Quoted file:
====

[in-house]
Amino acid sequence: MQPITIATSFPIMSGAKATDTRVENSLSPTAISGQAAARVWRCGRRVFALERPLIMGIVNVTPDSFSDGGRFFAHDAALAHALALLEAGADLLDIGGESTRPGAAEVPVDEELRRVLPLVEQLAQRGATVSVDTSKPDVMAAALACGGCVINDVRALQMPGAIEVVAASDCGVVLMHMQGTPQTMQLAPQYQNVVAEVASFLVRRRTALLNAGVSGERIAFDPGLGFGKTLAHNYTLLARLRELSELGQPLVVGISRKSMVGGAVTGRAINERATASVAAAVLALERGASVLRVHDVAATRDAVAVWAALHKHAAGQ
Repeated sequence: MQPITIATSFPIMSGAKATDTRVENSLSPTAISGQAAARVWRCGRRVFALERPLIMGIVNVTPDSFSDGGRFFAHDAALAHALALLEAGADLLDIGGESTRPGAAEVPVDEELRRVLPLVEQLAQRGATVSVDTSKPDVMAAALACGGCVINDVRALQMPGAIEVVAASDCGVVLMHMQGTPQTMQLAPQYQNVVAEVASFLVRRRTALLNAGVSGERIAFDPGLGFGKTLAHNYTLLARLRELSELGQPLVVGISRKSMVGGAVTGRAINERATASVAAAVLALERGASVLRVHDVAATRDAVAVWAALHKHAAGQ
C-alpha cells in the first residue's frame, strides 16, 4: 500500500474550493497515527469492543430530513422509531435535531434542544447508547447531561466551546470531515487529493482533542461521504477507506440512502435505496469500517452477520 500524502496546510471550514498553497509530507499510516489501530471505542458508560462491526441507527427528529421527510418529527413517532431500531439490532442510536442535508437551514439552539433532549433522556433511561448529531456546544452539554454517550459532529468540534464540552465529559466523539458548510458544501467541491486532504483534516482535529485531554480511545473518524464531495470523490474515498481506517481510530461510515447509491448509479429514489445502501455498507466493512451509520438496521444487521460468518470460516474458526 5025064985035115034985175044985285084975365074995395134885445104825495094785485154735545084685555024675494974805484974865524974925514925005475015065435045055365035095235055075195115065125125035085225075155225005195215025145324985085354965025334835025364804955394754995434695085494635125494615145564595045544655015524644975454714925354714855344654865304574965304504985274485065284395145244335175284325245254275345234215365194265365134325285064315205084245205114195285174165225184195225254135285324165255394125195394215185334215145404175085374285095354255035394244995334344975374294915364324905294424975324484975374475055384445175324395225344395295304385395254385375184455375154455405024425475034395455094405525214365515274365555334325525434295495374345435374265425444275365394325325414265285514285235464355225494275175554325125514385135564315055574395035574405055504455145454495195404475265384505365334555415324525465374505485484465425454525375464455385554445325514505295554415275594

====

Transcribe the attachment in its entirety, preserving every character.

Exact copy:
[in-house]
Amino acid sequence: MQPITIATSFPIMSGAKATDTRVENSLSPTAISGQAAARVWRCGRRVFALERPLIMGIVNVTPDSFSDGGRFFAHDAALAHALALLEAGADLLDIGGESTRPGAAEVPVDEELRRVLPLVEQLAQRGATVSVDTSKPDVMAAALACGGCVINDVRALQMPGAIEVVAASDCGVVLMHMQGTPQTMQLAPQYQNVVAEVASFLVRRRTALLNAGVSGERIAFDPGLGFGKTLAHNYTLLARLRELSELGQPLVVGISRKSMVGGAVTGRAINERATASVAAAVLALERGASVLRVHDVAATRDAVAVWAALHKHAAGQ
Repeated sequence: MQPITIATSFPIMSGAKATDTRVENSLSPTAISGQAAARVWRCGRRVFALERPLIMGIVNVTPDSFSDGGRFFAHDAALAHALALLEAGADLLDIGGESTRPGAAEVPVDEELRRVLPLVEQLAQRGATVSVDTSKPDVMAAALACGGCVINDVRALQMPGAIEVVAASDCGVVLMHMQGTPQTMQLAPQYQNVVAEVASFLVRRRTALLNAGVSGERIAFDPGLGFGKTLAHNYTLLARLRELSELGQPLVVGISRKSMVGGAVTGRAINERATASVAAAVLALERGASVLRVHDVAATRDAVAVWAALHKHAAGQ
C-alpha cells in the first residue's frame, strides 16, 4: 500500500474550493497515527469492543430530513422509531435535531434542544447508547447531561466551546470531515487529493482533542461521504477507506440512502435505496469500517452477520 500524502496546510471550514498553497509530507499510516489501530471505542458508560462491526441507527427528529421527510418529527413517532431500531439490532442510536442535508437551514439552539433532549433522556433511561448529531456546544452539554454517550459532529468540534464540552465529559466523539458548510458544501467541491486532504483534516482535529485531554480511545473518524464531495470523490474515498481506517481510530461510515447509491448509479429514489445502501455498507466493512451509520438496521444487521460468518470460516474458526 5025064985035115034985175044985285084975365074995395134885445104825495094785485154735545084685555024675494974805484974865524974925514925005475015065435045055365035095235055075195115065125125035085225075155225005195215025145324985085354965025334835025364804955394754995434695085494635125494615145564595045544655015524644975454714925354714855344654865304574965304504985274485065284395145244335175284325245254275345234215365194265365134325285064315205084245205114195285174165225184195225254135285324165255394125195394215185334215145404175085374285095354255035394244995334344975374294915364324905294424975324484975374475055384445175324395225344395295304385395254385375184455375154455405024425475034395455094405525214365515274365555334325525434295495374345435374265425444275365394325325414265285514285235464355225494275175554325125514385135564315055574395035574405055504455145454495195404475265384505365334555415324525465374505485484465425454525375464455385554445325514505295554415275594